Every misfortune was caused by a witch, and every sick child or animal was bewitched. Everybody was on the alert, looking for witches, for they began to roam about dusk. Some came forth rattling their chains, which meant they had escaped from purgatory. Witches were responsible for all calamities and sickness. A preacher had a headache. He declared he was bewitched. His devout flock went forth to find the witch. The crime was fastened upon an old woman. She confessed. She said she took her hatchet, went to his bed, and hit his skull, but that it was too hard to crack. There were hard-headed preachers then as now. This poor deluded creature was hanged for trying to crack the skull of a man. In Germany a woman was condemned because she turned an actor into an ass. The inventions of men were turned into devices of torture. The accused were placed upon the rack, cast into dark dungeons, where they were chained to the slimy wall for days. If they did not confess they were placed on the rack. The judge would then ask, "Are you guilty?" "No." "Turn the wheel again." The poor creature would be stretched until half unconscious. "Now will you confess?" "No." "Turn the wheel again." The bones were dislocated and the spirit went home to God. Sometimes the accused were tied to posts, and the hateful revolving spoon placed in front of them. Each revolution the spoon dipped closer to the eyes of the man under torture. "Will you now confess?" "I am not guilty." The next revolution touched the eye. The blood flowed; refusing to acknowledge his guilt, the accuser shouted, "Turn the wheel vigorously." Two revolutions and both eyes were cut out. In England Mrs. Balfour was accused of witchcraft. On oath she denied. They put her feet in the iron boots and heated them to white heat. She refused to lie. They brought her husband and placed him on the rack. That failed. They then brought her son, put his feet in the iron boots, wedges were placed on each side, and fifty-seven mallet strokes were delivered upon the wedges, that crushed the bones and marrow. Still she would not confess. Last her little daughter was tortured in the presence of the mother. The cursed thumb-screw was placed upon the little girl's hands. The blood burst from the veins. The mother could not endure this atrocity. She confessed and was burned to ashes, because she was a witch.

The story of the Salem witchcraft is one black spot in our history. In 1692 scores were cast into prison, and twenty persons put to death. Bridget Bishop was hanged in June; Sarah Good and Rebecca Nuse in July; George Burroughs, John Procter, George Jacobs, John Willard and others in August. The people of Salem then went mad. The jails were full of the accused. Old Giles Cory was placed upon a table, another table was placed upon him, rocks were piled upon the table and he was pressed to death.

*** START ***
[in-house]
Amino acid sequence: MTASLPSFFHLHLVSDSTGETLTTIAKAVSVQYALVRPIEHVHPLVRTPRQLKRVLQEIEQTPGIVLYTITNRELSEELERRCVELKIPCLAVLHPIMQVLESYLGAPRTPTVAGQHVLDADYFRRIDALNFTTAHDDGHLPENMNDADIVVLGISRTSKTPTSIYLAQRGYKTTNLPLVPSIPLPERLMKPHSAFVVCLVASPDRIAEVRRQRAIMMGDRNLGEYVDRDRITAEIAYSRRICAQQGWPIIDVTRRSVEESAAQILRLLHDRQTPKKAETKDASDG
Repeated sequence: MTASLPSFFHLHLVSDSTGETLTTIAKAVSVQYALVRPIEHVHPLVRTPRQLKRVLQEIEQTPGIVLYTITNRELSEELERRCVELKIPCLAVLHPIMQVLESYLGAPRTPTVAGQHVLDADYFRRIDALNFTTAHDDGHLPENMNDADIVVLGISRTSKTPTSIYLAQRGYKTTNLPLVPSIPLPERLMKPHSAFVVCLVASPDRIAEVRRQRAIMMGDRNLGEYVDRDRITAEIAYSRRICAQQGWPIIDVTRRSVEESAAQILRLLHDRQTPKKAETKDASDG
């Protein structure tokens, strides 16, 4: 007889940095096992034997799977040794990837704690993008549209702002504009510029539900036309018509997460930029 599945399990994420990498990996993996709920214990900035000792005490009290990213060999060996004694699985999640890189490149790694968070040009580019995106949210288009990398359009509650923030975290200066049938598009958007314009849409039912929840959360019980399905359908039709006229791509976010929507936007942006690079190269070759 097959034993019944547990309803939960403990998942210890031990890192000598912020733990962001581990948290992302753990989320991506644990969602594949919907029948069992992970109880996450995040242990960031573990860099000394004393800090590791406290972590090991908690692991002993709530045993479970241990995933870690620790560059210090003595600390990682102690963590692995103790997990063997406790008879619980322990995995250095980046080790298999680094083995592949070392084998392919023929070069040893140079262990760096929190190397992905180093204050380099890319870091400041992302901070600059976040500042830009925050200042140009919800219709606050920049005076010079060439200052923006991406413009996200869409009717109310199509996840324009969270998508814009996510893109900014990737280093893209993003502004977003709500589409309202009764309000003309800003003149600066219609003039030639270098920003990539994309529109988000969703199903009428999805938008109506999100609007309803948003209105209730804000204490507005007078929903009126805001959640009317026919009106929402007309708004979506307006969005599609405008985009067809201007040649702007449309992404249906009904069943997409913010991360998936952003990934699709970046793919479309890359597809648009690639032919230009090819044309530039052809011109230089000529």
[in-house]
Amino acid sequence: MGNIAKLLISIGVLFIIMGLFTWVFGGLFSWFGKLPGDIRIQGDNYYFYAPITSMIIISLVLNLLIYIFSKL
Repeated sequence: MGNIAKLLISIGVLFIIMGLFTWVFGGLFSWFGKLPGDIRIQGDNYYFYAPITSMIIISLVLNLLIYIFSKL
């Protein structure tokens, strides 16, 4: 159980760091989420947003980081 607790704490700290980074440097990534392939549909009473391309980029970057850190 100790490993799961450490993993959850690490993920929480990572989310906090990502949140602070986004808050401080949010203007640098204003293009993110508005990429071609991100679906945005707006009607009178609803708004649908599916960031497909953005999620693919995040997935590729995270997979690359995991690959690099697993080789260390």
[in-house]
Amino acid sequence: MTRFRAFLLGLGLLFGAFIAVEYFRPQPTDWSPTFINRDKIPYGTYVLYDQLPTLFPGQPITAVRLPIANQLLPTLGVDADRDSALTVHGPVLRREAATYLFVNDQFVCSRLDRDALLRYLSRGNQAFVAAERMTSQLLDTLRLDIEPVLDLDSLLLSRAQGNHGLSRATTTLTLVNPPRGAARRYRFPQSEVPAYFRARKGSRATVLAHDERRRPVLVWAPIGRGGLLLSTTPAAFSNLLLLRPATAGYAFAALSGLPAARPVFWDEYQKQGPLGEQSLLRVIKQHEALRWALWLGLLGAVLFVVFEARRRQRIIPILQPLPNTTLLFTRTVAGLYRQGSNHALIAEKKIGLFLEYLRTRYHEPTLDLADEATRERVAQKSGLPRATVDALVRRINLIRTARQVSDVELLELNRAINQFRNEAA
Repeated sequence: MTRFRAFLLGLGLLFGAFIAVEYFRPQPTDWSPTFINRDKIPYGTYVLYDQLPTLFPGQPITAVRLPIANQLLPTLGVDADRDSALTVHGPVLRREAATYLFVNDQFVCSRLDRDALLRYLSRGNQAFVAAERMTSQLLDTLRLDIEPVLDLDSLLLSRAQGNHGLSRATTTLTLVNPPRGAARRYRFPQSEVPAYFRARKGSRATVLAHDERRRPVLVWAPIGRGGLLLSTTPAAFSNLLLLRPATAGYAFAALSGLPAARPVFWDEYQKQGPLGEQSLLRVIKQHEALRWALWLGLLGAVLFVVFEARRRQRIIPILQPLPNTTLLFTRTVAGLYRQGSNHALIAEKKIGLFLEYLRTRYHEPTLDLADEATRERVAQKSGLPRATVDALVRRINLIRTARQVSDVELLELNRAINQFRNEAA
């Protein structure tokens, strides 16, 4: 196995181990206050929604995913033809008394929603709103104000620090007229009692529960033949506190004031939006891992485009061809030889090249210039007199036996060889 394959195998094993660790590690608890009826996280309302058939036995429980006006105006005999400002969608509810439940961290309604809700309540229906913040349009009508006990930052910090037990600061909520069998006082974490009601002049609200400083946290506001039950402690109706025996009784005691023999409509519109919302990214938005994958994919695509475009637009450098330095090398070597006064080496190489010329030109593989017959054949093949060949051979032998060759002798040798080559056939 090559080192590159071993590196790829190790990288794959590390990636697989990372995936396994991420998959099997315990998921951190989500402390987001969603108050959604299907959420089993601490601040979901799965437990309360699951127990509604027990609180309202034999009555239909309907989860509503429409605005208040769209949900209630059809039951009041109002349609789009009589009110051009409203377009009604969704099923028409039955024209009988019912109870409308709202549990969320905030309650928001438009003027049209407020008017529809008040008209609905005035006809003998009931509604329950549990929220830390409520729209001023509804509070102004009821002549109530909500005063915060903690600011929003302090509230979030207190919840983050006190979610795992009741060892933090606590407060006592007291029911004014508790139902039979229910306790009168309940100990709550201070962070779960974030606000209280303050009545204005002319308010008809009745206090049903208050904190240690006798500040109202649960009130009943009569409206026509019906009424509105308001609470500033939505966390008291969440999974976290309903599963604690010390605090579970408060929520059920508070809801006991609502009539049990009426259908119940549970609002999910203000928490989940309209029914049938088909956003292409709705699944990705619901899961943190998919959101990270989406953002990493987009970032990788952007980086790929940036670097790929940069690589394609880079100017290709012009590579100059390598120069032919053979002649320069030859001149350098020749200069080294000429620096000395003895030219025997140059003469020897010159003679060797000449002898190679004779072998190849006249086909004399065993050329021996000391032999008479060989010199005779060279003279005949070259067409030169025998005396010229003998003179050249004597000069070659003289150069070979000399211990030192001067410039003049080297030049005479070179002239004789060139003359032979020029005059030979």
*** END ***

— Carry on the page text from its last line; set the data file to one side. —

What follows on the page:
These murders were done in the name of law and religion.

In England 30,000 were put to death for witchcraft. Holland and Germany vied with England. We are not very proud of our ancestors. In two hundred and fifty years not fewer than 5,000,000 persons gave up their lives on account of this witch mania. Most of these people were executed either upon the testimony of good witnesses, or upon their own confessions. The hallucination went so far that no one was safe, and evidence was of no value. The highly excited frenzy could see anything. Twenty witnesses testified in an English court that they saw an old woman walk out upon the sea, capsize a ship and drown all on board. The innocent old woman was put to death.

In Germany ten witnesses swore that they saw ten persons on the back of the devil, flying over the city. They recognized five persons. Upon this evidence the five were hanged. In Sweden a council of ministers gave evidence that they saw an old woman turn herself into a dog. Did these people see these spirits, hags and witches? They were honest, truthful men. Did they lie? Certainly not. Did they see the devil playing with witches? Certainly, in the same way that the drunkard sees snakes, the maniac sees his dead mother, or the spiritualist sees the spirits of the dead. They saw these witches in their mind's eye. We can see just what we are looking for. The hypnotic subject sees the bees, the drunkard fights the demons and snakes, the spiritualist sees the spirits of the dead and the deluded of the seventeenth century saw ghosts and witches. The whole excitement of witches and wizards was a delusion and a fraud. There is not a school boy in our land who does not ridicule the story of witchcraft. Millions believed in witches two hundred years ago. Today no one believes in them.

But the evidence for the witch mania is far more tangible than the fraud and delusion of spiritualism, yet hundreds in the sunlight of the twentieth century visit spiritualistic mediums, seances and fortune tellers.

Why did the accused confess? will be asked. Did they falsify? Certainly not. Epidemic alarm startled all. The common conception of the devil's council was believed by all. Everybody believed there were hags and harpies. Any body at any time might be bewitched and carried off to the assembly of witches. Alarmed and nervous women would dream that they flew through the air, and visited the council of Satan. On awakening they remembered the dreams and believed them to be realities. They remembered the hideous faces and the hell-resounding laugh of the devil. This dream became a fact to them. When our children dream that they see horses flying, we tell them it is only a dream. But in the superstitious days their dreams were facts. All dreams, hallucinations and visions were realities. Thoughts were things. The mind created the image by imagination, and declared the image to be a reality. Thought was dethroned, judgment had fled and reason had gone to sleep. Joan of Arc was put to death because the logic of the day said she was a witch. Shall we be too severe with these people? Are we free from all delusions? In wild excitement under the preaching of a magnetic orator, the singing of songs, and the praying of the people some one swoons. "If that is not the Spirit of God, what is it? I don't know. Therefore it is the work of the spirit." Go cautiously here. Is this not mere fancy and fear, instead of conversion and pardon?